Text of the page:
Despite what is generally thought, I was not at all irritated by Doctor Julius Evola’s pronouncements made a few months before the Conciliation on the modification of relations between the Holy See and Italy. Anyhow, Doctor Evola’s attitude did not directly concern relations between Italy and the Holy See, but what seemed to him the long-term irreconcilability of the Roman tradition and the Catholic tradition. Since he identified Fascism with the Roman tradition, he had no choice but to reckon as its adversary any historical vision of a universalistic order.
Mussolini’s strongest support for Evola came on the subject of race, which became an issue after Italy’s conquest of Ethiopia in 1936. Influenced by Nazi Germany, Italy passed Racial Laws in 1938. Evola was already writing on the racial views consistent with a Traditional vision of mankind in opposition to what he saw as the biological reductionism and materialism of Nazi racial thought. His writings infuriated Guido Landra, editor of the journal, La Difesa della Razza (Defense of the Race). Landra and other scientific racists were especially irritated by Evola’s article, “Scientific Racism’s Mistake.” Mussolini, however, praised Evola’s writings as early as 1935 and permitted Evola’s Summary of Racial Doctrine to be translated into German as Compendium of Fascist Racial Doctrine to represent the official Fascist position.
Evola accepts the Traditional division of man into body, soul, and spirit and argues that there are races of all three.
While in a ‘pure blood’ horse or cat the biological element constitutes the central one, and therefore racial considerations can be legitimately restricted to it, this is certainly not the case with man, or at least any man worthy of the name . . . Therefore racial treatment of man can not stop only at a biological level.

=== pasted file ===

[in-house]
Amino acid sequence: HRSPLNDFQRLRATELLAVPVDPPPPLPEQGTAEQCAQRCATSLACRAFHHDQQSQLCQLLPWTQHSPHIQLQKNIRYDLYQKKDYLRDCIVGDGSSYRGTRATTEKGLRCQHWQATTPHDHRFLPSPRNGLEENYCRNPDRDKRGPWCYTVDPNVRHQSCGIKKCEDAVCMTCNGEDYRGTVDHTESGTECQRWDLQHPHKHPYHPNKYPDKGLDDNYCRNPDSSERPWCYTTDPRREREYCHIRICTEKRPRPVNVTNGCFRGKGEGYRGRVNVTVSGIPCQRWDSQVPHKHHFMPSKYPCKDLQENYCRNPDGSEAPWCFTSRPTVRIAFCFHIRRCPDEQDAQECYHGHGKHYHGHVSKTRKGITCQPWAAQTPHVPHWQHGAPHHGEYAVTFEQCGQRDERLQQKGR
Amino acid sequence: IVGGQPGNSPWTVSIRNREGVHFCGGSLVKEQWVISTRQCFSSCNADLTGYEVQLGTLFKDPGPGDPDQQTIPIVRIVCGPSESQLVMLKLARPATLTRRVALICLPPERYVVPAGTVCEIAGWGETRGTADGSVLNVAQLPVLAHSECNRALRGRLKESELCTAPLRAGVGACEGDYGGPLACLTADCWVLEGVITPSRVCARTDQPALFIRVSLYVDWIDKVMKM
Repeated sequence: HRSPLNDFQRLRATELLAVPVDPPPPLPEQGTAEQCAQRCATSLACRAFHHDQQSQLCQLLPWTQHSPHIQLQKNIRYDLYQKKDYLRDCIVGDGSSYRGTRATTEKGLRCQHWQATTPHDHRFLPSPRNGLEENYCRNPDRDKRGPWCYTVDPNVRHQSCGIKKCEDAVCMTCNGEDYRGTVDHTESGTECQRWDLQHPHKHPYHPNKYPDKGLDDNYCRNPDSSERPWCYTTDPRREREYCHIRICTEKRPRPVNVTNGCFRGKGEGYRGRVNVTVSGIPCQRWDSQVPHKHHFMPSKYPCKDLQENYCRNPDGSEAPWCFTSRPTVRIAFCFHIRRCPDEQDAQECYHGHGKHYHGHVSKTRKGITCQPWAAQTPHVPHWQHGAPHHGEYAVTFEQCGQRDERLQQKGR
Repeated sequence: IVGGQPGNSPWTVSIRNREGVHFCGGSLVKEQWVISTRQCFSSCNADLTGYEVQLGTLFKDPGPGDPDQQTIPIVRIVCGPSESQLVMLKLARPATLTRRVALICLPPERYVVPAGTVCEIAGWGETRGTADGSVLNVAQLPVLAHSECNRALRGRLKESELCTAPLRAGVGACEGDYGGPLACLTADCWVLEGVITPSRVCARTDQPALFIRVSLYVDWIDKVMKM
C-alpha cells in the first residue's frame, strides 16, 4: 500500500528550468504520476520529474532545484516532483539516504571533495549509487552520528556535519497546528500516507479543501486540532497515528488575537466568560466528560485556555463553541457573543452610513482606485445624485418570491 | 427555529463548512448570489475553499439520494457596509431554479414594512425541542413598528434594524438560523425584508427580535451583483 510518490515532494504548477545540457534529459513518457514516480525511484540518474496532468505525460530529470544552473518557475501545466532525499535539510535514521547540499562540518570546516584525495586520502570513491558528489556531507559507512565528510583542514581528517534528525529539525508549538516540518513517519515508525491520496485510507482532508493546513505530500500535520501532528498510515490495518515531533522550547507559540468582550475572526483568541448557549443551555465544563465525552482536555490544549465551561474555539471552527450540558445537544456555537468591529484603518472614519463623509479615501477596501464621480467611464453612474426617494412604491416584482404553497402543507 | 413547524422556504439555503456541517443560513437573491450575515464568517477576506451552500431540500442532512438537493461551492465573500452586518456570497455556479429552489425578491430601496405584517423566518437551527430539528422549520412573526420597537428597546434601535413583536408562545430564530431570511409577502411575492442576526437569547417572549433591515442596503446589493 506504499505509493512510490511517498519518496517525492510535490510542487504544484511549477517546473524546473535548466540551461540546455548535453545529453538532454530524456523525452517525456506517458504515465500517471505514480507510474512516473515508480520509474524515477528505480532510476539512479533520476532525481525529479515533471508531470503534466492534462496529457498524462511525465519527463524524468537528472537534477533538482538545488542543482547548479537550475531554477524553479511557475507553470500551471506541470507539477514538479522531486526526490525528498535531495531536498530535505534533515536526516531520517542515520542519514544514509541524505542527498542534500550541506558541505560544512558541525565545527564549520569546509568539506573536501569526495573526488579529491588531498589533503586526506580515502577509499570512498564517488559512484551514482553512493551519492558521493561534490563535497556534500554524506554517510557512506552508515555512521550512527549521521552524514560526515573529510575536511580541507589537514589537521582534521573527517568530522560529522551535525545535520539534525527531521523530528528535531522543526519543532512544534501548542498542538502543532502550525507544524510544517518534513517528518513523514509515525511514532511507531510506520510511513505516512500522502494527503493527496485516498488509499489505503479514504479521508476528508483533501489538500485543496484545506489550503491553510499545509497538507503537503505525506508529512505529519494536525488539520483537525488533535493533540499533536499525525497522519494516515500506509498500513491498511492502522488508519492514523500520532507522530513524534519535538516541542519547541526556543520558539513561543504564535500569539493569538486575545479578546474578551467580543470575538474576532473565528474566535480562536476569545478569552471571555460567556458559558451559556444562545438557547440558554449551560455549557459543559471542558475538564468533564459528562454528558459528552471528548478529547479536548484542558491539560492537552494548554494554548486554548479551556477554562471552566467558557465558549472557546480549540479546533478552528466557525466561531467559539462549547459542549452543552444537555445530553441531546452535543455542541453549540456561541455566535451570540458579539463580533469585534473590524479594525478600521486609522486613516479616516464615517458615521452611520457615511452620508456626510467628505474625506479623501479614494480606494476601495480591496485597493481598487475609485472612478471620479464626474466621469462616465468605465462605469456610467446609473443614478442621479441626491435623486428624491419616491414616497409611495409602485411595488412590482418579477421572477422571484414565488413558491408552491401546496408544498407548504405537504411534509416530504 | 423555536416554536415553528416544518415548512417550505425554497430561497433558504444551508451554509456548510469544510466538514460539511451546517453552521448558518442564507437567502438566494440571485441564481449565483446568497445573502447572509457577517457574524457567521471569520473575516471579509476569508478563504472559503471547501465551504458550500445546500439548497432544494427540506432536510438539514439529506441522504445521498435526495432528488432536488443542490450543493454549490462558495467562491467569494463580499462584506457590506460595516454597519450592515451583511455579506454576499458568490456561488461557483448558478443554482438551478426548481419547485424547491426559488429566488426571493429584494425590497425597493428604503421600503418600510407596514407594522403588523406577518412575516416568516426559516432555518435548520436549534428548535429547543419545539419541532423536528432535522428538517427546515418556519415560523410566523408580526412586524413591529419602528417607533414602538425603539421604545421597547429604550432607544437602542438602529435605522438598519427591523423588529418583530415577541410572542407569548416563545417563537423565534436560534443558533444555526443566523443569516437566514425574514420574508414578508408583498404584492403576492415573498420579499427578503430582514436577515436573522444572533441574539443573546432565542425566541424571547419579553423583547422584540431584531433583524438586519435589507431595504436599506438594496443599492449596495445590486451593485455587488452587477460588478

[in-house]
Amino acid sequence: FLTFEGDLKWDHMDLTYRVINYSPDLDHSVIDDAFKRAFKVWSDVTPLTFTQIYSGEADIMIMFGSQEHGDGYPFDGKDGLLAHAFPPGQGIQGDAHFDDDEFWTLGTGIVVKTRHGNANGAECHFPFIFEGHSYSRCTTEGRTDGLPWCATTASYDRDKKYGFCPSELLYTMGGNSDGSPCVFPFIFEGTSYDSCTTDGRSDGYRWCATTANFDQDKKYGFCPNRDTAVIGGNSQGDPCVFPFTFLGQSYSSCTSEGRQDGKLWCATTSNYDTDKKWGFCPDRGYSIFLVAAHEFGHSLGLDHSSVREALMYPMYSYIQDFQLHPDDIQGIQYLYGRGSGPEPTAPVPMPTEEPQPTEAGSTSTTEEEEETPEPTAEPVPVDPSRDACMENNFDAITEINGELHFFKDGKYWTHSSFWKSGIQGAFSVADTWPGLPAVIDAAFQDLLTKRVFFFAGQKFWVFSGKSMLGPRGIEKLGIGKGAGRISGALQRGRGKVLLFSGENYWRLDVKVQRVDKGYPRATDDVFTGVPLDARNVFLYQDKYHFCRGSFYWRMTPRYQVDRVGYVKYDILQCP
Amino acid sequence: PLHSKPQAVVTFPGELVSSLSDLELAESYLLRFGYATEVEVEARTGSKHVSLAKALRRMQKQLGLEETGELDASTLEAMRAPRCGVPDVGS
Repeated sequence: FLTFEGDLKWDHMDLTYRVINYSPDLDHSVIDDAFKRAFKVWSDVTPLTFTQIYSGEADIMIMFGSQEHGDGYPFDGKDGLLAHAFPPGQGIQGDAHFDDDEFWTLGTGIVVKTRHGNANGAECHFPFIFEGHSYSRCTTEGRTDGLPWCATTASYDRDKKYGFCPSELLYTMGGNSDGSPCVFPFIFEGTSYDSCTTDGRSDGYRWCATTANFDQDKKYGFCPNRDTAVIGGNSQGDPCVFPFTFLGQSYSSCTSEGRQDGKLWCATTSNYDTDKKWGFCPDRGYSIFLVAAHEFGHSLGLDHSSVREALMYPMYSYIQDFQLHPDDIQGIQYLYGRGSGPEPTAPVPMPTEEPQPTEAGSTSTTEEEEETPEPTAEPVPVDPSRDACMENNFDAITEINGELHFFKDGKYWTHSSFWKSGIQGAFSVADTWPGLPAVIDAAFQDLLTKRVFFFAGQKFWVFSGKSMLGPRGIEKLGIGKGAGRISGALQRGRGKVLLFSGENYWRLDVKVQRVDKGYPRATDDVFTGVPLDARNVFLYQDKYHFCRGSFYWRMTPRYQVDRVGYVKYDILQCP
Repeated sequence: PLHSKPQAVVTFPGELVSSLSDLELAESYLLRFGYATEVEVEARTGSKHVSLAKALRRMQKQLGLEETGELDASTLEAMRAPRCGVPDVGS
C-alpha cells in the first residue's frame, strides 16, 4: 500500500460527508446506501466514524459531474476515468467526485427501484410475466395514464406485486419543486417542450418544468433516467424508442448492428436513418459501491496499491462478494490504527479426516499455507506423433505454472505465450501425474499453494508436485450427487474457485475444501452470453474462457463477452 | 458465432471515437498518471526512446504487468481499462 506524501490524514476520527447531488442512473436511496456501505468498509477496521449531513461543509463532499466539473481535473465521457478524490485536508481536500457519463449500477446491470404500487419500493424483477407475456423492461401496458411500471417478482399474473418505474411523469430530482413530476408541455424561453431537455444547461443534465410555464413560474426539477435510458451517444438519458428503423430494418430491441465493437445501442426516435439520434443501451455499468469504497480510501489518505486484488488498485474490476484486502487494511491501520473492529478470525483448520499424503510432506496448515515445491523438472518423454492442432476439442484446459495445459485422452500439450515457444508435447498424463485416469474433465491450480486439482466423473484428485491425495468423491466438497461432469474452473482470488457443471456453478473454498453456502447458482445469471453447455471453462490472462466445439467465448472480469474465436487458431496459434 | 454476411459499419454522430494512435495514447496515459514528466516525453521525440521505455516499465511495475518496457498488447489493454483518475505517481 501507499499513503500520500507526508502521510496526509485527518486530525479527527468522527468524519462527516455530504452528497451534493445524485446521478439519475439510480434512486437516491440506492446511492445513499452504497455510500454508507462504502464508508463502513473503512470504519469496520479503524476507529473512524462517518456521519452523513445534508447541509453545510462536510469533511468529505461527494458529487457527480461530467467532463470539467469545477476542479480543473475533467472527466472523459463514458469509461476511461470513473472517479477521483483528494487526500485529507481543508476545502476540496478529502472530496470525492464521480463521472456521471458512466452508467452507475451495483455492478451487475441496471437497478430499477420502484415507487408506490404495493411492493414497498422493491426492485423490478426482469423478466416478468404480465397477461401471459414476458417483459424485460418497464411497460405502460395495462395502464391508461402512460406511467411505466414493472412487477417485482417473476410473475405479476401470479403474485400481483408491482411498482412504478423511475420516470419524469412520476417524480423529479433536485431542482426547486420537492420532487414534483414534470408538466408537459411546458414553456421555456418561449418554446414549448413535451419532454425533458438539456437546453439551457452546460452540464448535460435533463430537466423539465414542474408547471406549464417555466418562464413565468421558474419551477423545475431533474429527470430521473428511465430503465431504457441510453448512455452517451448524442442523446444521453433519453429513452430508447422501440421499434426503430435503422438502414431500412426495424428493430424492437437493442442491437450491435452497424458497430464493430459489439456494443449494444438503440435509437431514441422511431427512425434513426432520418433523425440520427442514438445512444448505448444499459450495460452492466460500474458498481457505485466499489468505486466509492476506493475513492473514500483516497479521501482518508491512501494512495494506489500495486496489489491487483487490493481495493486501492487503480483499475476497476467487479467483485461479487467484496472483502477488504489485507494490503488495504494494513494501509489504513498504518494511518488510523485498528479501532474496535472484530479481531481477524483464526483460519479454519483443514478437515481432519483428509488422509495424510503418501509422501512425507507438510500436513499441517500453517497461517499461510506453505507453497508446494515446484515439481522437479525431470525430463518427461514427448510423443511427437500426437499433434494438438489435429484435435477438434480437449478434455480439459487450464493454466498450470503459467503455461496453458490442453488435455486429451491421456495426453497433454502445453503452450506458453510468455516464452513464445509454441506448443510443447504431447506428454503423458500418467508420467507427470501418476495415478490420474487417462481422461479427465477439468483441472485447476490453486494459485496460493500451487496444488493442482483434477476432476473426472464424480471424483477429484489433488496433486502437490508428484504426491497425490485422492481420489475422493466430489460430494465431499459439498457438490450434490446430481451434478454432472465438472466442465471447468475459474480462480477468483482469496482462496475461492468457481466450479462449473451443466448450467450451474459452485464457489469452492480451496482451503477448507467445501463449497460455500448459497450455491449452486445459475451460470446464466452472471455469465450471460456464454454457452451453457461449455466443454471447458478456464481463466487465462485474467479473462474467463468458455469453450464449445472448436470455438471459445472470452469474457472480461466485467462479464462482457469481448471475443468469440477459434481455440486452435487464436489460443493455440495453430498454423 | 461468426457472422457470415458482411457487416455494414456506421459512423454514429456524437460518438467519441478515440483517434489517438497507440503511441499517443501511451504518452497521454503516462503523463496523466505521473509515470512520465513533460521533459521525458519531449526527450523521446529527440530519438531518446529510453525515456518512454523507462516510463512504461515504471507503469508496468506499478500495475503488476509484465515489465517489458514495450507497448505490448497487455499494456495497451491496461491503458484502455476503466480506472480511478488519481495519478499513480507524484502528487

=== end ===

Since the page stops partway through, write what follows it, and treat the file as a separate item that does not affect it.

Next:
Just as the state creates the people and the nation, so the spirit forms the races of body and soul. Evola had done considerable research on the history of racial studies and wrote a history of racial thought from Classical Antiquity to the 1930’s, The Blood Myth: The Genesis of Racism. Evola knew that in addition to the tradition of scientific racism, represented by Gobineau, Houston Stewart Chamberlain, Alfred Rosenberg, and Landra was one that appreciated extra- or super-biological elements and whose adherents included Montaigne, Herder, Fichte, Gustave Le Bon, and Evola’s contemporary and friend, Ludwig Ferdinand Clauss, a German biologist at the University of Berlin.
Hansen has a thorough discussion of “Evola’s Attitude Toward the Jews.” Evola thought that the negative traits associated with Jews were spiritual, not physical. So a biological Jew might have an Aryan soul or spirit and biological Aryans might – and did – have a Semitic soul or spirit. As Landra saw, this was the end of any politically useful scientific racism. The greatest academic authority on Fascism, Renzo de Felice argued in The Jews in Fascist Italy that Evola’s theories are wrong, but that they have a distinguished intellectual ancestry, and Evola argued for them in an honorable way. In recent years, Bill Clinton was proclaimed America’s first black president. This instinctive privileging of style over biology is in line with Evola’s views.
Hansen does not discuss Evola’s views on Negroes, to which Christophe Boutin devotes several pages of Politique et Tradition. In his 1968 collection of essays, The Bow and the Club, there is a chapter on “America Negrizzata,” which argues that, while there was relatively little miscegenation in the United States, the Telluric or Negro spirit has had considerable influence on the quality of American culture. The 1972 edition of Men Among the Ruins ends with an “Appendix on the Myths of our Time,” of which number IV is “Taboos of our Times.” The two taboos discussed forbid a frank discussion of the “working class,” common in Europe, and of the Negro. Although written thirty years ago, it is up-to-date in its description of this subject and notices that the word “Negro” itself was becoming taboo as “offensive.” La vera Destra, a real Right, will oppose this development. This appendix is not translated in the Inner Traditions or the 1991 German editions, confirming its accuracy.
At the end of Men Among the Ruins, instead of the Appendix of the 1972 edition, stands Evola’s 1951 Autodifesa, the speech he gave in his own defense when he was tried by the Italian democracy for “defending Fascism,” attempting to reconstitute the dissolved Fascist Party” and being the “master” and inspirer” of young Neo-Fascists. Like Socrates, he was accused of not worshipping the gods of the democracy and of corrupting youth. When he asked in open court where in his published writings he had defended “ideas proper to Fascism,” the prosecutor, Dr. Sangiorgi, admitted that there were no such passages, but that the general spirit of his works promoted “ideas proper to Fascism,” such as monocracy, hierarchism, aristocracy or elitism. Evola responded.